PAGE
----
Patch v. Sebelius

Annotate this Case

320 N.W.2d 511 (1982)

Jonathan Carl PATCH, Plaintiff and Appellant, v. David SEBELIUS; Sherman Graber, d/b/a Graber Trucking; Ray Hunter; Industrial Builders, Inc.; Philip Stremick, d/b/a Philip N. Stremick Construction; Walter Hjelle, State Highway Commissioner, in his official capacity, North Dakota State Highway Department, and the State of North Dakota, Defendants and Appellees.

Civ. No. 10161.

Supreme Court of North Dakota.

June 10, 1982.

*512 Lloyd H. Noack, and Damon E. Anderson, Grand Forks, for plaintiff and appellant; argued by Damon E. Anderson, Grand Forks.

Robert E. Lane, Asst. Atty. Gen., N. D. State Highway Dept., Bismarck, for defendants and appellees N. D. State Highway Dept. and State of N. D.

PAULSON, Justice.

On July 9, 1981, Jonathan Carl Patch filed suit in the District Court of Grand Forks County against the North Dakota State Highway Commissioner, Walter Hjelle, in his official capacity; the Highway Department; and the State of North Dakota,[1] seeking to recover for personal injuries allegedly suffered in a collision on U. S. Highway 2, approximately 25 miles west of Grand Forks.

Patch, in his amended complaint, claimed that the Highway Commissioner was negligent in failing to provide adequate warnings of the "dangers involved" at the site of his collision. He further alleged negligence on the part of the Highway Department and the State in failing to "properly supervise construction work and require installation of warning signs or other safety devices" at the Highway 2 construction site. On July 22, 1981, the State made a motion to dismiss on the basis of sovereign immunity. The trial court treated the State's motion to dismiss as a motion for summary judgment. Summary judgment in favor of the State was entered on January 4, 1982. Patch appeals from this judgment. We affirm.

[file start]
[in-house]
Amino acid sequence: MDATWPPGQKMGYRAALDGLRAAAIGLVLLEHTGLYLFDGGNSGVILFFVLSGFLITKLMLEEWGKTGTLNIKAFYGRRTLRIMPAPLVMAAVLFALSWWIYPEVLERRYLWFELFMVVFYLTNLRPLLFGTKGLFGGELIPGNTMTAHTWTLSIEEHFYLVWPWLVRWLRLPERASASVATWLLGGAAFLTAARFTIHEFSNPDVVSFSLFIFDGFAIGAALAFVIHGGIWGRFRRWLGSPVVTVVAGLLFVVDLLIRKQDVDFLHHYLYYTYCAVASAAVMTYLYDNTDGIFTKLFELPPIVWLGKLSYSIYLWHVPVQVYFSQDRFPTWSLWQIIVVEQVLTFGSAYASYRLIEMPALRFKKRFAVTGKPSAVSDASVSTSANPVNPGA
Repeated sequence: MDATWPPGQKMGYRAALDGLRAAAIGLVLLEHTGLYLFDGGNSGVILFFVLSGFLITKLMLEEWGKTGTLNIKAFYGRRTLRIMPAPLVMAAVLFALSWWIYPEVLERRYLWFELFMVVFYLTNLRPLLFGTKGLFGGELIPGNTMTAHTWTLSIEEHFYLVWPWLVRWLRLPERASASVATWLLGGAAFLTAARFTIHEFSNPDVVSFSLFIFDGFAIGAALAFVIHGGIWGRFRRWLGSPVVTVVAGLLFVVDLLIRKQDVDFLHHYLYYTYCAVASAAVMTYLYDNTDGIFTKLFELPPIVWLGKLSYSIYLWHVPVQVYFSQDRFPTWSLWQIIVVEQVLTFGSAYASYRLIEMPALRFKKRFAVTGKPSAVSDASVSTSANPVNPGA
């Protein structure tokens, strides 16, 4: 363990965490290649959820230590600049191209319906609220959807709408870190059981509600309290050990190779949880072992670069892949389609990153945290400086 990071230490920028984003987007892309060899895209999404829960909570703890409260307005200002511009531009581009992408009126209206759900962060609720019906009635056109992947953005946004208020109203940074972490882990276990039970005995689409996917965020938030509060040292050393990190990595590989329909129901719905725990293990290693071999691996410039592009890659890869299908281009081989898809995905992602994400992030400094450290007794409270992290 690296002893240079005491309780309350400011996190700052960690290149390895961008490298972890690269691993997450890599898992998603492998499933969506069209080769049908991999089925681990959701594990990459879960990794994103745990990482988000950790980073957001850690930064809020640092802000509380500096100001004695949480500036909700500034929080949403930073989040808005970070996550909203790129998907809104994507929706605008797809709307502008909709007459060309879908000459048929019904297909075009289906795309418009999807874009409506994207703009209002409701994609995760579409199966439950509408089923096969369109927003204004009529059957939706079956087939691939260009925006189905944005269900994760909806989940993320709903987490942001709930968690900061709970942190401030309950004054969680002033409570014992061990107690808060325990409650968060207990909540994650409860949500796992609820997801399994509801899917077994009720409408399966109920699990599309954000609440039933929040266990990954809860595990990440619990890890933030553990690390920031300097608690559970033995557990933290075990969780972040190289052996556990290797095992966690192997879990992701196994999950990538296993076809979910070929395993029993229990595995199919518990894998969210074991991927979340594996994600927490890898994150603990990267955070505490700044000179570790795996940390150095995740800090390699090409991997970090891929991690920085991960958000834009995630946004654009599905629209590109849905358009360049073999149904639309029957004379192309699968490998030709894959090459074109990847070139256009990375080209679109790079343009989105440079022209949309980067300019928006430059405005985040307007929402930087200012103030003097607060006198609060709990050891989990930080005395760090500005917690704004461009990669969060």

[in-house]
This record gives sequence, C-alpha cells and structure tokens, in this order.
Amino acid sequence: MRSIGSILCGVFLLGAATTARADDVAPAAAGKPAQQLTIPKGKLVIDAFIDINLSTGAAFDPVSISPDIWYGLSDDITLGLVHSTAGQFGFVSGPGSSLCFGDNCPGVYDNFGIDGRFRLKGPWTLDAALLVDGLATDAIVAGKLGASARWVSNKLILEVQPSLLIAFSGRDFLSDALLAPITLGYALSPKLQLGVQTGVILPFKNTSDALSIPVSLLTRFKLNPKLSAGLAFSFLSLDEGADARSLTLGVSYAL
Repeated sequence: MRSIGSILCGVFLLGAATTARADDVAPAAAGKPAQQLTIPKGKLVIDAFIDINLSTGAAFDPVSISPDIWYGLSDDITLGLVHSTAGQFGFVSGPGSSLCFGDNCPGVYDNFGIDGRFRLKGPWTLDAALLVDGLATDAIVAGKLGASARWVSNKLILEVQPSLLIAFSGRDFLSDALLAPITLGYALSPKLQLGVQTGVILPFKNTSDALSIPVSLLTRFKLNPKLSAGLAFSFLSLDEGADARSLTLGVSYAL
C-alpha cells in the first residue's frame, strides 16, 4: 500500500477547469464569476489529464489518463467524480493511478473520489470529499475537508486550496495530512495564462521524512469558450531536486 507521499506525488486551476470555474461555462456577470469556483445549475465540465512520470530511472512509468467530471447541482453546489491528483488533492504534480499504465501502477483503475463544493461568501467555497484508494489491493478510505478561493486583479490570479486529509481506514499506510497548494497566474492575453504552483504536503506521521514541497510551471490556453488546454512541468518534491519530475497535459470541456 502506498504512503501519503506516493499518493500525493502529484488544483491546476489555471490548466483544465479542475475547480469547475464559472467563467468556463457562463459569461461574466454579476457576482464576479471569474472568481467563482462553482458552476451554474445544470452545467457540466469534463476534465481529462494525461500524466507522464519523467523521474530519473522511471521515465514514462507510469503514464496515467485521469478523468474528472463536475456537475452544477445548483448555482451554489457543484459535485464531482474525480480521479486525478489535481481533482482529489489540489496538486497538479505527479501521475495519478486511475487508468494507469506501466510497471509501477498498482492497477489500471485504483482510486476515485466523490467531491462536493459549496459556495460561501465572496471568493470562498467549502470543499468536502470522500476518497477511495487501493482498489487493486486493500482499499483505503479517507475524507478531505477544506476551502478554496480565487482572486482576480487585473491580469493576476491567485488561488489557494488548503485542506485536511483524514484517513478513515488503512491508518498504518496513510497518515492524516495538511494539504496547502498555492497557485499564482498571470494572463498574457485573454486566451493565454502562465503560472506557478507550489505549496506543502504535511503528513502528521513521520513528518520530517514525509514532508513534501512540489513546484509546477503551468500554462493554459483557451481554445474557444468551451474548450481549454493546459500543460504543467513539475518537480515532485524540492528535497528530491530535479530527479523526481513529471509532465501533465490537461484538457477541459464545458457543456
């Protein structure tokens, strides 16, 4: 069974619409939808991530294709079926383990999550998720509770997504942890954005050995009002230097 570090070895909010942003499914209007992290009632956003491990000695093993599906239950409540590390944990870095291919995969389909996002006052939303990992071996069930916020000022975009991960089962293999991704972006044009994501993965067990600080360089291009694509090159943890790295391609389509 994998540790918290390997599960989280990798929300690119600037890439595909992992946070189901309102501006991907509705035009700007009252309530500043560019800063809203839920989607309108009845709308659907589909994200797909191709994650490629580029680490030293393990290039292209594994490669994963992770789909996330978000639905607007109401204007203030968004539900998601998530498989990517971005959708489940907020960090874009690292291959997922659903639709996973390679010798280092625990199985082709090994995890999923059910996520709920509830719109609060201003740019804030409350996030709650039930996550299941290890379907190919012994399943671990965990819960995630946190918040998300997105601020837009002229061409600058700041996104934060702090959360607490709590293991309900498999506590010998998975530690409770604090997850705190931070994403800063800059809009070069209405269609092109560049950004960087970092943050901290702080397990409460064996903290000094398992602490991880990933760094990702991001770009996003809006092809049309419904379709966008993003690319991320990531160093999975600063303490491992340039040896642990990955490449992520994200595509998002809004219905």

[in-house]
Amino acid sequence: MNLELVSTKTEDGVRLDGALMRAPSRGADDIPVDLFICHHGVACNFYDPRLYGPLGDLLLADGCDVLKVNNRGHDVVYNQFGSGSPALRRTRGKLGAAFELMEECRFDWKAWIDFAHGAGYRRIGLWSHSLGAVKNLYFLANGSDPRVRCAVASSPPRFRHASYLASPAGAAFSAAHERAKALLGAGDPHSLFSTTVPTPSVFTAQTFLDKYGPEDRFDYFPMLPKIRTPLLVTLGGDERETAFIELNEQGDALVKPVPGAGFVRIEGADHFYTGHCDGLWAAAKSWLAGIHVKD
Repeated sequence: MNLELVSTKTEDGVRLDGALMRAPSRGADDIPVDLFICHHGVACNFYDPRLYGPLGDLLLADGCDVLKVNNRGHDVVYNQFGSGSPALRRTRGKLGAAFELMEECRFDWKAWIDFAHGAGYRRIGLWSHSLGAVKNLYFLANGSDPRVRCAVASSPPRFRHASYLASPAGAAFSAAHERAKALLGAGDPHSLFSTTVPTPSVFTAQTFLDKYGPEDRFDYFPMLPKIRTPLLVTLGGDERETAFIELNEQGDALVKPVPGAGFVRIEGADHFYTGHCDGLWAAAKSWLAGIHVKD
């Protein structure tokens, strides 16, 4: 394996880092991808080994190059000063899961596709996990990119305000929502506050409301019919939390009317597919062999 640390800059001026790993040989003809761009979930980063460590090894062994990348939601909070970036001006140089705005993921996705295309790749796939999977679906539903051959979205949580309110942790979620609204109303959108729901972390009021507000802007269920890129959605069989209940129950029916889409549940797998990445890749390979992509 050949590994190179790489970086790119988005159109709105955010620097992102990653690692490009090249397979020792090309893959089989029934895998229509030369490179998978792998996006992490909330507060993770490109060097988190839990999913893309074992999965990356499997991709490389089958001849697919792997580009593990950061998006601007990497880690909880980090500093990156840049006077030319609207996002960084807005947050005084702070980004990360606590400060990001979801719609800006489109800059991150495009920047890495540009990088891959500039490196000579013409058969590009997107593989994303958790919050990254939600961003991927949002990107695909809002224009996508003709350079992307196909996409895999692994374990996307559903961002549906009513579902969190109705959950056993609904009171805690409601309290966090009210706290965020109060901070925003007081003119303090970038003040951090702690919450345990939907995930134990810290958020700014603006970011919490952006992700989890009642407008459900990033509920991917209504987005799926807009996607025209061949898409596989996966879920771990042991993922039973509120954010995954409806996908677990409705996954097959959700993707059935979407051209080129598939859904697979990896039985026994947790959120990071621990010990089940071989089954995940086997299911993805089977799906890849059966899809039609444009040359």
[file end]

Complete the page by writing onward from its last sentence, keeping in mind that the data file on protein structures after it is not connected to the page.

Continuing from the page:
The fundamental question raised in this appeal, the abrogation of sovereign immunity, was addressed today in the companion case of Senger v. Hulstrand Construction, Inc., 320 N.W.2d 507 (N.D.1982). Like Senger, supra, Patch argues that we should abolish the rule of sovereign immunity. Our resolution of this contention in Senger is controlling in this case. Patch, however, has raised several additional issues for our consideration:

1. Does § 32-12.1-15 of the North Dakota Century Code[2] violate the Equal Protection and Due Process Clauses of the State and Federal Constitutions by conditioning a tort victim's right to recover from the State upon the State's purchase of liability insurance; and 2. Should this court make an exception to the rule of sovereign immunity and provide for state liability for negligence in the design and maintenance of state highways?